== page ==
An Arduino user interface often involves a few buttons or switches. Indicators commonly range from LEDs to 80 character displays. These can be a large part of the time and cost in a build. MRETV replaces these with a screen of 1 to over 1000 characters, stereo sound and a full PC keyboard. It can be built quickly and cheaply using only 6 resistors 2 diodes and 2 capacitors in total for all 3 circuits (video / stereo audio / keyboard).

What resources does MRETV use ?

The smallest footprint is about a 1.5k sketch using about 35 bytes of RAM, including interrupt stack use, plus 1 byte of RAM for each character location on screen (1 or more locations). The screen character space can be dual purposed. Video uses an 8 bit timer and two IO pins. Audio uses an 8 bit timer and two IO pins. The software serial Tx stream is provided on another IO pin if needed (Rx works on the standard pin). CPU usage varies with visible screen area but is self limiting about at about 80%. A small active screen uses under 10%  of the CPU cycles, with a large screen plus audio around 50% is common. Key library structures and routines are redefined each compile for efficiencies. MRETV can be turned on and off ( 0% CPU).


I have truly enjoyed reading about, constructing, and learning with Instructables. I want to take this opportunity to thank all those who have shared with me, and those who made the sharing possible. You have solved my problems, fed me, inspired me, and shown me how to do what I thought was impossible. As part of that thanks I offer the MRETV debut to the Instructable community.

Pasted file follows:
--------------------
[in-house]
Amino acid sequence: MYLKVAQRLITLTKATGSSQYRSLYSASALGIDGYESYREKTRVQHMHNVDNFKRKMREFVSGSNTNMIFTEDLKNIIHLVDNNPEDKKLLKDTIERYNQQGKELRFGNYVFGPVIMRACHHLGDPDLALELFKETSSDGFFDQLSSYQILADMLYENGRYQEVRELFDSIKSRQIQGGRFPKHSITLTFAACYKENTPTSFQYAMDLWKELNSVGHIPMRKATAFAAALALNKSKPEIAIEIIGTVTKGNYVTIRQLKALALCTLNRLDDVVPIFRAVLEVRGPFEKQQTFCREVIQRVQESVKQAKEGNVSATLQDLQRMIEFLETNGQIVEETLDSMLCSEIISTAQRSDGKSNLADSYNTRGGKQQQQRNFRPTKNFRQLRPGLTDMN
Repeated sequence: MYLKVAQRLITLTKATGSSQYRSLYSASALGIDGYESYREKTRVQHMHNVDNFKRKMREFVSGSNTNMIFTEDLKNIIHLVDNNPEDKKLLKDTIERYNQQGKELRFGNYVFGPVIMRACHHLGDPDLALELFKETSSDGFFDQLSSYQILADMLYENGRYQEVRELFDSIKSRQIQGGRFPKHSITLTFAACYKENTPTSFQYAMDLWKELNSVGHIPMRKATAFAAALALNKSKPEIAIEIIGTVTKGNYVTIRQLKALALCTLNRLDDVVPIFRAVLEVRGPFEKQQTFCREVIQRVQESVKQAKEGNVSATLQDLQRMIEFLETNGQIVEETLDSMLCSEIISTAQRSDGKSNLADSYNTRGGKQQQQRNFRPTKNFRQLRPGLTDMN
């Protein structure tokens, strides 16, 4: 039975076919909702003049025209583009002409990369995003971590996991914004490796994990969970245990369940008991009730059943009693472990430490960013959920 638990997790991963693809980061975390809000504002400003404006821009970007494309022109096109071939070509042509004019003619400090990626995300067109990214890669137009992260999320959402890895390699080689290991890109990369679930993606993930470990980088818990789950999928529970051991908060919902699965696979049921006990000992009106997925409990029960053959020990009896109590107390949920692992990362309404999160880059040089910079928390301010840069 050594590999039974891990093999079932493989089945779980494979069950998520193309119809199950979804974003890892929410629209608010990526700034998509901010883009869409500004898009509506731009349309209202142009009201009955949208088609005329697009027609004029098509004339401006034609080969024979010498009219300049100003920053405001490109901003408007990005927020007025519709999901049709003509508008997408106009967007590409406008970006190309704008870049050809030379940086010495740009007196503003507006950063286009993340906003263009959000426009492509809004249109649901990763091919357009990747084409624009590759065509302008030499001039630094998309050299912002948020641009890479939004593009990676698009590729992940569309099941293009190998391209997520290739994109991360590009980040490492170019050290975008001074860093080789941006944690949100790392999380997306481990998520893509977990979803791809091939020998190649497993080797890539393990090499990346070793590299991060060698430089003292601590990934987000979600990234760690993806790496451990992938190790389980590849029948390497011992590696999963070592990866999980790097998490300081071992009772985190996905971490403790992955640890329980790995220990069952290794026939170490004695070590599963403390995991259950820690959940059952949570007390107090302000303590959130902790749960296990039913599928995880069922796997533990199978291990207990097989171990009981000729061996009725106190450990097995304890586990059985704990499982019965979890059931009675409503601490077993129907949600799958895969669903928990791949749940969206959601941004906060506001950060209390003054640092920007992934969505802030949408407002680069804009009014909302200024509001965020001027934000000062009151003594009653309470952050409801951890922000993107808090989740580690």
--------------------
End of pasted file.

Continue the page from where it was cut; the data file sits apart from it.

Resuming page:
This Instructable is a Build and Introduction rather than an exhaustive explanation of MRETV. You will quickly have both sound and video from your Arduino. You will have some games to play, and some useful utilities. More importantly you will have a full featured library to use sound, video and more in your own sketches. If there is interest  future tutorials on the software interface are possible, it has more depth than can be explored here. Since even this build and introduction covers a lot of material, I suggest you first make the video and sound circuits then take a break and spend some time with the software examples. You can use a terminal program like ‘Putty’  to explore until you build the keyboard (PS/2) circuit. After making the keyboard circuit you will have all the major parts of MRETV (to use examples like Ponguino and Diode Calibration you need to build some sensors.) Please do not redistribute this Premiere Release of MRETV yet, wait till the bugs become documented features.